Advocacy and lobbying

Civil society organisations are an important factor in the process of European Union integrations. They represent the interests, needs and concerns of their constituencies. They empower people and organisations in the fight against poverty, promotion of human rights, democracy and other core values which should support access to the European Union. CSOs’ advocacy and lobbying activities should add value to ensure that both the public and public authorities understand and support their cause, gaining strength and credibility.

  • Difference between advocacy and lobbying
  • Why lobbying?

Differences between advocacy and lobbying

The goals of advocacy and lobbying are similar, but the processes are different. Advocacy is attempting to cause political action, using methods such as civil education and public campaigns, with the aim to influence decision makers.

Lobbying refers to influencing the government and its leaders.

There are two types of lobbying:

  • Direct lobbying
  • Grassroots lobbying

Direct lobbying is communicating your views to a legislator or a staff member or any other government employee who may help to develop legislation.

In order for this communication to be considered direct lobbying, it must refer to specific legislation and must reflect a view on such legislation.  

Grassroots lobbying is trying to influence the public to express a particular view to their legislators about a specific legislative proposal. To be considered grassroots lobbying, the communication must refer to specific legislation, it must reflect a view on the legislation and must encourage the recipient of the communication to take action with respect to the legislation.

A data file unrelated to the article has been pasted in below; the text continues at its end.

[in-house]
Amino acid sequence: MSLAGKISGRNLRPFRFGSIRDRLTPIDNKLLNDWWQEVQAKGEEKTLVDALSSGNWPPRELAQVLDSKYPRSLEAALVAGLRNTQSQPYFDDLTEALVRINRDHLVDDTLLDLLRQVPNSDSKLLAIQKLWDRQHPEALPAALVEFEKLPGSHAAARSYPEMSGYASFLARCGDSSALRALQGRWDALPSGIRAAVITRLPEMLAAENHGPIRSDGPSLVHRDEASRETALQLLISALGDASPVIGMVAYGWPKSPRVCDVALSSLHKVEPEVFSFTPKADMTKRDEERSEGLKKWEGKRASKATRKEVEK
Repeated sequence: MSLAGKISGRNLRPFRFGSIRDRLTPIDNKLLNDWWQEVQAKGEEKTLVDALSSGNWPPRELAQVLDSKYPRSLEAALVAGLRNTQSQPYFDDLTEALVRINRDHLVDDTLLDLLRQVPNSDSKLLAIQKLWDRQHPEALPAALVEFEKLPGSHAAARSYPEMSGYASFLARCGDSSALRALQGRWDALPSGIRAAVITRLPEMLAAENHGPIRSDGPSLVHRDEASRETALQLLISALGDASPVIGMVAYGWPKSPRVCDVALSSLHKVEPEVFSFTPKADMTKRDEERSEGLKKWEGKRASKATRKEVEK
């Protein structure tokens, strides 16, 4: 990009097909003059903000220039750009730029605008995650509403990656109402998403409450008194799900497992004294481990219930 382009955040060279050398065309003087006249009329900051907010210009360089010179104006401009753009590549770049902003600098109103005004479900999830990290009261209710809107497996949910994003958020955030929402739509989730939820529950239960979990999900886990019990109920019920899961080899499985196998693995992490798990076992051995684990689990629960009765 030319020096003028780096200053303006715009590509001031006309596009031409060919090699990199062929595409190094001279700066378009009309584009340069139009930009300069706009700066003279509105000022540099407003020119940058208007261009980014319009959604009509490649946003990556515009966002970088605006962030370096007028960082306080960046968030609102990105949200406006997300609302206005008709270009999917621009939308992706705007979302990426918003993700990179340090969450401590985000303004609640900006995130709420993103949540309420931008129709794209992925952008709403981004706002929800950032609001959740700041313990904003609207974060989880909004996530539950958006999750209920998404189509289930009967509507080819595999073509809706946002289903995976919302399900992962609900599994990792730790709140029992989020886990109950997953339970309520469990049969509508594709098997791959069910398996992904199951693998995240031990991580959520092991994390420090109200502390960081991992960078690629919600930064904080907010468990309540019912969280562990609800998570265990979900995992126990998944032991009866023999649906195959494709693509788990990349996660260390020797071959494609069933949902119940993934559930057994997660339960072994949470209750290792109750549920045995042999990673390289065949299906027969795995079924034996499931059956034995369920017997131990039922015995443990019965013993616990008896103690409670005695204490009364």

Advocacy is a broader set of activities aimed to change public opinion or to get public support.

The advocacy strategy can include activities such as:

  • Articles in newspapers
  • Feature stories about how an individual or group was helped or has benefited from the organisation or action
  • Distribution of promotion materials etc.
Roma Integration Awards
Brussels, Belgium, 1st October 2014 - The Award for Roma Integration Ceremony took place on the last day of the Brussels tour. Out of the 21 shortlisted organisations, seven organisations won the Award for Roma Integration 2014. The winners expressed their gratitude for the recognition of their work and for the motivation it gave them to continue to work for Roma inclusion. Each winner was chosen for different reasons, but always related to innovation and sustainability - working at the grassroots and directly with Roma in Roma-led organisations, with women, or with burning issues in a courageous manner were all awarded with the prize...
2014
2014
2014
E-Learning Tool